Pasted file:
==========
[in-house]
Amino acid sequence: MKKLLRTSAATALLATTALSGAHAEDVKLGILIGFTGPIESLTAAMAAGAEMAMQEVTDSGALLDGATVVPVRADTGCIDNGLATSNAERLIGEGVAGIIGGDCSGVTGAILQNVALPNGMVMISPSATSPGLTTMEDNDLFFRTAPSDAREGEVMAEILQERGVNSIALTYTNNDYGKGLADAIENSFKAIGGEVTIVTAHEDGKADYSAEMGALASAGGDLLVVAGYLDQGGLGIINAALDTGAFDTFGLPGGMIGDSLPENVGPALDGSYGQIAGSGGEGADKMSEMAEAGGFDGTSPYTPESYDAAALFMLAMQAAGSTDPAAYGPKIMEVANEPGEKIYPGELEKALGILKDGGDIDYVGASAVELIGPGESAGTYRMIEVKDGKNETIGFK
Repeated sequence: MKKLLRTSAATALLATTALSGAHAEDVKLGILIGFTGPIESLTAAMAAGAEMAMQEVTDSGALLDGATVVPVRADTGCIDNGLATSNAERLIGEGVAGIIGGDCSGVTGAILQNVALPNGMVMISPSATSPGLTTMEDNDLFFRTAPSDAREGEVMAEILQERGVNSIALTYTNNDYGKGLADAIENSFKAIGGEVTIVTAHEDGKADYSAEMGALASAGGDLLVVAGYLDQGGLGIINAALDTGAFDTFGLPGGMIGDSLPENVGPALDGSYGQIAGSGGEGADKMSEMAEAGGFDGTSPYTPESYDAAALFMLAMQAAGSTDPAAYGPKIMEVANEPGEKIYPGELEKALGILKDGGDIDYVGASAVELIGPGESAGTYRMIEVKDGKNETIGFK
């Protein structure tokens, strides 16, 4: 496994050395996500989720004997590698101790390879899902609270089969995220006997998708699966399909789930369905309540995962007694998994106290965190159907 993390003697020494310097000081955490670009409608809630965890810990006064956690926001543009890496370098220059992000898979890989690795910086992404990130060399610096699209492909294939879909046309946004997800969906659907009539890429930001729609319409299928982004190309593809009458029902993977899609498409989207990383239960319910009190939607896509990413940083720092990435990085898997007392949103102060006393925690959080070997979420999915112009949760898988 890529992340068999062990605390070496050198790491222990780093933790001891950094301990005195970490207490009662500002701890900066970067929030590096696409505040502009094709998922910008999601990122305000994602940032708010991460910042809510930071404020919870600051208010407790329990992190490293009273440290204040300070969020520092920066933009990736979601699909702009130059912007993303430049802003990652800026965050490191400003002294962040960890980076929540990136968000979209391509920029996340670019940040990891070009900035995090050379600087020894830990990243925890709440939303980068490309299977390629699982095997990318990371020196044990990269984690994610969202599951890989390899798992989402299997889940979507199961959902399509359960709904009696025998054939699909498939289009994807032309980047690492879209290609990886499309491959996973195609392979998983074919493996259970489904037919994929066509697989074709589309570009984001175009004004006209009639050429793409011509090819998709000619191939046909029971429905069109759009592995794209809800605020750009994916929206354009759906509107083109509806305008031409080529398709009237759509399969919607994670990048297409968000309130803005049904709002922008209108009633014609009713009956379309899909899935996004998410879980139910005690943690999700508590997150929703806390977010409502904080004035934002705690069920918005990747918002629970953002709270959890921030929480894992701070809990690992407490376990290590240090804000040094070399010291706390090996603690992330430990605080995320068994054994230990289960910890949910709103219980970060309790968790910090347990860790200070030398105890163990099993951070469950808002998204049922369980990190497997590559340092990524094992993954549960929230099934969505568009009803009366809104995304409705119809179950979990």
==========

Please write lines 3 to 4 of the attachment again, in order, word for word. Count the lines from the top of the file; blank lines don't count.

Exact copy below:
Repeated sequence: MKKLLRTSAATALLATTALSGAHAEDVKLGILIGFTGPIESLTAAMAAGAEMAMQEVTDSGALLDGATVVPVRADTGCIDNGLATSNAERLIGEGVAGIIGGDCSGVTGAILQNVALPNGMVMISPSATSPGLTTMEDNDLFFRTAPSDAREGEVMAEILQERGVNSIALTYTNNDYGKGLADAIENSFKAIGGEVTIVTAHEDGKADYSAEMGALASAGGDLLVVAGYLDQGGLGIINAALDTGAFDTFGLPGGMIGDSLPENVGPALDGSYGQIAGSGGEGADKMSEMAEAGGFDGTSPYTPESYDAAALFMLAMQAAGSTDPAAYGPKIMEVANEPGEKIYPGELEKALGILKDGGDIDYVGASAVELIGPGESAGTYRMIEVKDGKNETIGFK
């Protein structure tokens, strides 16, 4: 496994050395996500989720004997590698101790390879899902609270089969995220006997998708699966399909789930369905309540995962007694998994106290965190159907 993390003697020494310097000081955490670009409608809630965890810990006064956690926001543009890496370098220059992000898979890989690795910086992404990130060399610096699209492909294939879909046309946004997800969906659907009539890429930001729609319409299928982004190309593809009458029902993977899609498409989207990383239960319910009190939607896509990413940083720092990435990085898997007392949103102060006393925690959080070997979420999915112009949760898988 890529992340068999062990605390070496050198790491222990780093933790001891950094301990005195970490207490009662500002701890900066970067929030590096696409505040502009094709998922910008999601990122305000994602940032708010991460910042809510930071404020919870600051208010407790329990992190490293009273440290204040300070969020520092920066933009990736979601699909702009130059912007993303430049802003990652800026965050490191400003002294962040960890980076929540990136968000979209391509920029996340670019940040990891070009900035995090050379600087020894830990990243925890709440939303980068490309299977390629699982095997990318990371020196044990990269984690994610969202599951890989390899798992989402299997889940979507199961959902399509359960709904009696025998054939699909498939289009994807032309980047690492879209290609990886499309491959996973195609392979998983074919493996259970489904037919994929066509697989074709589309570009984001175009004004006209009639050429793409011509090819998709000619191939046909029971429905069109759009592995794209809800605020750009994916929206354009759906509107083109509806305008031409080529398709009237759509399969919607994670990048297409968000309130803005049904709002922008209108009633014609009713009956379309899909899935996004998410879980139910005690943690999700508590997150929703806390977010409502904080004035934002705690069920918005990747918002629970953002709270959890921030929480894992701070809990690992407490376990290590240090804000040094070399010291706390090996603690992330430990605080995320068994054994230990289960910890949910709103219980970060309790968790910090347990860790200070030398105890163990099993951070469950808002998204049922369980990190497997590559340092990524094992993954549960929230099934969505568009009803009366809104995304409705119809179950979990």